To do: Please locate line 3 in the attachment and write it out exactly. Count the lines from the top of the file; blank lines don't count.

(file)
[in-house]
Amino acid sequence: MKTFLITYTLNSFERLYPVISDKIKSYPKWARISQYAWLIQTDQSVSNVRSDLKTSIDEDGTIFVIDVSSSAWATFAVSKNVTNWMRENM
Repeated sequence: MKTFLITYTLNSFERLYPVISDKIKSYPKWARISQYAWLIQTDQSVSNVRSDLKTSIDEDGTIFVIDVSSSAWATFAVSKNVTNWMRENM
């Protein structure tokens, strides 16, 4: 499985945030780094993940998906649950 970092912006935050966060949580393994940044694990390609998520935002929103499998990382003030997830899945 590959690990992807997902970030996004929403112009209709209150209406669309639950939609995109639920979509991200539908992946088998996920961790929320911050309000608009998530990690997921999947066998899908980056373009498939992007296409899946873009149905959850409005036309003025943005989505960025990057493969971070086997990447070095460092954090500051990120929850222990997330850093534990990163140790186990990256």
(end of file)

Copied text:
Repeated sequence: MKTFLITYTLNSFERLYPVISDKIKSYPKWARISQYAWLIQTDQSVSNVRSDLKTSIDEDGTIFVIDVSSSAWATFAVSKNVTNWMRENM